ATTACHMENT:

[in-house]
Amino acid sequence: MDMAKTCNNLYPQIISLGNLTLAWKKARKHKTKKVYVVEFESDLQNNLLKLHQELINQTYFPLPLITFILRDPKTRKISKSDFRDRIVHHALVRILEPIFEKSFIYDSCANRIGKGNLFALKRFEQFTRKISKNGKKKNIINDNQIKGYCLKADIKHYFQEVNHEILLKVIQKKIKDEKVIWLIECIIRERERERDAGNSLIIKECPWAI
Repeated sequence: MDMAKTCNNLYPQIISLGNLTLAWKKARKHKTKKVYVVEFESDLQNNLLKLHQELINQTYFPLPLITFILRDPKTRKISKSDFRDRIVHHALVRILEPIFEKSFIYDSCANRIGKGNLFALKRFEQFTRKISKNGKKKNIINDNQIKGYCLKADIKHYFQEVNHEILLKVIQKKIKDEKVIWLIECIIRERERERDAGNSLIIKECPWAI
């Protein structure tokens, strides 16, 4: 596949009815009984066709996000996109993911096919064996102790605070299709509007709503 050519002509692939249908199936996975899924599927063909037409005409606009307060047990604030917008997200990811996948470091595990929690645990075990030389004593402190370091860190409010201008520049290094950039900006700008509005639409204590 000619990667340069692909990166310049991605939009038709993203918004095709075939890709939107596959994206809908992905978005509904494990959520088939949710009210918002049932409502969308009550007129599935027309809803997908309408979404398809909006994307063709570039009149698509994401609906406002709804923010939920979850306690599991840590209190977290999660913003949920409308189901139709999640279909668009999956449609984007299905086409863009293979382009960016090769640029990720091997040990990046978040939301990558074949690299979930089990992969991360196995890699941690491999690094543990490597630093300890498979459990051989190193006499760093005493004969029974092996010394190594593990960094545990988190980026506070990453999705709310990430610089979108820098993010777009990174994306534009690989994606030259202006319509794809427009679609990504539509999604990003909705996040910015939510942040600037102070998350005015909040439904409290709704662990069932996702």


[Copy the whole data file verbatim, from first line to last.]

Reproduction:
[in-house]
Amino acid sequence: MDMAKTCNNLYPQIISLGNLTLAWKKARKHKTKKVYVVEFESDLQNNLLKLHQELINQTYFPLPLITFILRDPKTRKISKSDFRDRIVHHALVRILEPIFEKSFIYDSCANRIGKGNLFALKRFEQFTRKISKNGKKKNIINDNQIKGYCLKADIKHYFQEVNHEILLKVIQKKIKDEKVIWLIECIIRERERERDAGNSLIIKECPWAI
Repeated sequence: MDMAKTCNNLYPQIISLGNLTLAWKKARKHKTKKVYVVEFESDLQNNLLKLHQELINQTYFPLPLITFILRDPKTRKISKSDFRDRIVHHALVRILEPIFEKSFIYDSCANRIGKGNLFALKRFEQFTRKISKNGKKKNIINDNQIKGYCLKADIKHYFQEVNHEILLKVIQKKIKDEKVIWLIECIIRERERERDAGNSLIIKECPWAI
């Protein structure tokens, strides 16, 4: 596949009815009984066709996000996109993911096919064996102790605070299709509007709503 050519002509692939249908199936996975899924599927063909037409005409606009307060047990604030917008997200990811996948470091595990929690645990075990030389004593402190370091860190409010201008520049290094950039900006700008509005639409204590 000619990667340069692909990166310049991605939009038709993203918004095709075939890709939107596959994206809908992905978005509904494990959520088939949710009210918002049932409502969308009550007129599935027309809803997908309408979404398809909006994307063709570039009149698509994401609906406002709804923010939920979850306690599991840590209190977290999660913003949920409308189901139709999640279909668009999956449609984007299905086409863009293979382009960016090769640029990720091997040990990046978040939301990558074949690299979930089990992969991360196995890699941690491999690094543990490597630093300890498979459990051989190193006499760093005493004969029974092996010394190594593990960094545990988190980026506070990453999705709310990430610089979108820098993010777009990174994306534009690989994606030259202006319509794809427009679609990504539509999604990003909705996040910015939510942040600037102070998350005015909040439904409290709704662990069932996702």